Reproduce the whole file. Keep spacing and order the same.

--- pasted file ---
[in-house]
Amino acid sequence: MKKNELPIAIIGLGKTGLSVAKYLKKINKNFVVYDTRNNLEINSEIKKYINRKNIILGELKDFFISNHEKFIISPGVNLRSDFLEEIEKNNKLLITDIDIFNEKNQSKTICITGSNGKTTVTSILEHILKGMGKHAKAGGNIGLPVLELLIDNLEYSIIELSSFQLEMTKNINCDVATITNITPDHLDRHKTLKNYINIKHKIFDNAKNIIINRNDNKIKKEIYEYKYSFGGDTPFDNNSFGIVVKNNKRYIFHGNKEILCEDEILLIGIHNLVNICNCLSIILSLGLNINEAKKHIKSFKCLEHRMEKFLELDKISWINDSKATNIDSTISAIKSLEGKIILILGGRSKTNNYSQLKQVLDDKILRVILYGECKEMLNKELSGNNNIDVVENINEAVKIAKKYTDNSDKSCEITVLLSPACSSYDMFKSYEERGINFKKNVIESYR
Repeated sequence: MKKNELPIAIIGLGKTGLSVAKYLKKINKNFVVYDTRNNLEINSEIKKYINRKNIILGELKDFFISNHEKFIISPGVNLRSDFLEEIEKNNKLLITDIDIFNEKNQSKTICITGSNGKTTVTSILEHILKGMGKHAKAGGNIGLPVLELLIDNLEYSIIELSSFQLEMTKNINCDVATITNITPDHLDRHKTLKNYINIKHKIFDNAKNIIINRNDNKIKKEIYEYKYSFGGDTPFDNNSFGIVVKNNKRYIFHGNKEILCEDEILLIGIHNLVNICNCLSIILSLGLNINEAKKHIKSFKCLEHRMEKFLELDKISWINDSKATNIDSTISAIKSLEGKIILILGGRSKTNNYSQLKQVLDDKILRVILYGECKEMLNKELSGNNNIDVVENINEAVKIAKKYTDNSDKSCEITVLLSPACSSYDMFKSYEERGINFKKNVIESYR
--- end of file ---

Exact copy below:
[in-house]
Amino acid sequence: MKKNELPIAIIGLGKTGLSVAKYLKKINKNFVVYDTRNNLEINSEIKKYINRKNIILGELKDFFISNHEKFIISPGVNLRSDFLEEIEKNNKLLITDIDIFNEKNQSKTICITGSNGKTTVTSILEHILKGMGKHAKAGGNIGLPVLELLIDNLEYSIIELSSFQLEMTKNINCDVATITNITPDHLDRHKTLKNYINIKHKIFDNAKNIIINRNDNKIKKEIYEYKYSFGGDTPFDNNSFGIVVKNNKRYIFHGNKEILCEDEILLIGIHNLVNICNCLSIILSLGLNINEAKKHIKSFKCLEHRMEKFLELDKISWINDSKATNIDSTISAIKSLEGKIILILGGRSKTNNYSQLKQVLDDKILRVILYGECKEMLNKELSGNNNIDVVENINEAVKIAKKYTDNSDKSCEITVLLSPACSSYDMFKSYEERGINFKKNVIESYR
Repeated sequence: MKKNELPIAIIGLGKTGLSVAKYLKKINKNFVVYDTRNNLEINSEIKKYINRKNIILGELKDFFISNHEKFIISPGVNLRSDFLEEIEKNNKLLITDIDIFNEKNQSKTICITGSNGKTTVTSILEHILKGMGKHAKAGGNIGLPVLELLIDNLEYSIIELSSFQLEMTKNINCDVATITNITPDHLDRHKTLKNYINIKHKIFDNAKNIIINRNDNKIKKEIYEYKYSFGGDTPFDNNSFGIVVKNNKRYIFHGNKEILCEDEILLIGIHNLVNICNCLSIILSLGLNINEAKKHIKSFKCLEHRMEKFLELDKISWINDSKATNIDSTISAIKSLEGKIILILGGRSKTNNYSQLKQVLDDKILRVILYGECKEMLNKELSGNNNIDVVENINEAVKIAKKYTDNSDKSCEITVLLSPACSSYDMFKSYEERGINFKKNVIESYR